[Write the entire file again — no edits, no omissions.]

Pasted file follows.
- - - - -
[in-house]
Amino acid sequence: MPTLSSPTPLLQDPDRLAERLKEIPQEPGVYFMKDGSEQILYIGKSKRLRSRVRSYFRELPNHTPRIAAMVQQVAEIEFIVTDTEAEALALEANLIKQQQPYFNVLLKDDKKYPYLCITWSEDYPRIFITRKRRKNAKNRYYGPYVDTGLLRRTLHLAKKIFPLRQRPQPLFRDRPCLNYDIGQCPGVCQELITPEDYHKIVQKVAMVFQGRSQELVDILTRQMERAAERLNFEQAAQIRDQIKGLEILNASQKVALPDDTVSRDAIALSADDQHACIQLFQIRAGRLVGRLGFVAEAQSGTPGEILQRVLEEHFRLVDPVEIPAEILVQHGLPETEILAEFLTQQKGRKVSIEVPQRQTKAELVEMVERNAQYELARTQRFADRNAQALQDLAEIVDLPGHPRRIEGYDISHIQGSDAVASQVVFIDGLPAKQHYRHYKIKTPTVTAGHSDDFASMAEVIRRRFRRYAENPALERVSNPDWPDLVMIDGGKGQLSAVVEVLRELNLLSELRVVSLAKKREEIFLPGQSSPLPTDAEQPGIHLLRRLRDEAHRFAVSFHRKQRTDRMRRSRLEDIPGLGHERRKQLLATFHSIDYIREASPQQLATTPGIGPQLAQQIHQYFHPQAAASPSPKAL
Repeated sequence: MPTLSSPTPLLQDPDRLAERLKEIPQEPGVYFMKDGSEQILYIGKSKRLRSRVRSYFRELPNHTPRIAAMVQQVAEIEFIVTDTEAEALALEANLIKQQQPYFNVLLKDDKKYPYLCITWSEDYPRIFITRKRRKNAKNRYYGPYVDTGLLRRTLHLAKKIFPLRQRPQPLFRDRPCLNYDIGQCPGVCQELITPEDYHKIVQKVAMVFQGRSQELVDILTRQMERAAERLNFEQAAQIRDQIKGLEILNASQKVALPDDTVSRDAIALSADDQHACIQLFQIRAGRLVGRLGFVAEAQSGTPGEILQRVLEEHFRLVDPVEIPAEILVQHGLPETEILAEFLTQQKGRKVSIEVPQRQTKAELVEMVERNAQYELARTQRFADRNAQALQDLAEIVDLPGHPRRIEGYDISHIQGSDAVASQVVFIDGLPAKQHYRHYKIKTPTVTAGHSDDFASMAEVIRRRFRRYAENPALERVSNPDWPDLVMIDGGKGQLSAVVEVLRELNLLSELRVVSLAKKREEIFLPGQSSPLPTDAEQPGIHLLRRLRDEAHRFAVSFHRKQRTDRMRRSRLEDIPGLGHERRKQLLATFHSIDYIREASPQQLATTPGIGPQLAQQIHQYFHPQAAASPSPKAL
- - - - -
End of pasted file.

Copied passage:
[in-house]
Amino acid sequence: MPTLSSPTPLLQDPDRLAERLKEIPQEPGVYFMKDGSEQILYIGKSKRLRSRVRSYFRELPNHTPRIAAMVQQVAEIEFIVTDTEAEALALEANLIKQQQPYFNVLLKDDKKYPYLCITWSEDYPRIFITRKRRKNAKNRYYGPYVDTGLLRRTLHLAKKIFPLRQRPQPLFRDRPCLNYDIGQCPGVCQELITPEDYHKIVQKVAMVFQGRSQELVDILTRQMERAAERLNFEQAAQIRDQIKGLEILNASQKVALPDDTVSRDAIALSADDQHACIQLFQIRAGRLVGRLGFVAEAQSGTPGEILQRVLEEHFRLVDPVEIPAEILVQHGLPETEILAEFLTQQKGRKVSIEVPQRQTKAELVEMVERNAQYELARTQRFADRNAQALQDLAEIVDLPGHPRRIEGYDISHIQGSDAVASQVVFIDGLPAKQHYRHYKIKTPTVTAGHSDDFASMAEVIRRRFRRYAENPALERVSNPDWPDLVMIDGGKGQLSAVVEVLRELNLLSELRVVSLAKKREEIFLPGQSSPLPTDAEQPGIHLLRRLRDEAHRFAVSFHRKQRTDRMRRSRLEDIPGLGHERRKQLLATFHSIDYIREASPQQLATTPGIGPQLAQQIHQYFHPQAAASPSPKAL
Repeated sequence: MPTLSSPTPLLQDPDRLAERLKEIPQEPGVYFMKDGSEQILYIGKSKRLRSRVRSYFRELPNHTPRIAAMVQQVAEIEFIVTDTEAEALALEANLIKQQQPYFNVLLKDDKKYPYLCITWSEDYPRIFITRKRRKNAKNRYYGPYVDTGLLRRTLHLAKKIFPLRQRPQPLFRDRPCLNYDIGQCPGVCQELITPEDYHKIVQKVAMVFQGRSQELVDILTRQMERAAERLNFEQAAQIRDQIKGLEILNASQKVALPDDTVSRDAIALSADDQHACIQLFQIRAGRLVGRLGFVAEAQSGTPGEILQRVLEEHFRLVDPVEIPAEILVQHGLPETEILAEFLTQQKGRKVSIEVPQRQTKAELVEMVERNAQYELARTQRFADRNAQALQDLAEIVDLPGHPRRIEGYDISHIQGSDAVASQVVFIDGLPAKQHYRHYKIKTPTVTAGHSDDFASMAEVIRRRFRRYAENPALERVSNPDWPDLVMIDGGKGQLSAVVEVLRELNLLSELRVVSLAKKREEIFLPGQSSPLPTDAEQPGIHLLRRLRDEAHRFAVSFHRKQRTDRMRRSRLEDIPGLGHERRKQLLATFHSIDYIREASPQQLATTPGIGPQLAQQIHQYFHPQAAASPSPKAL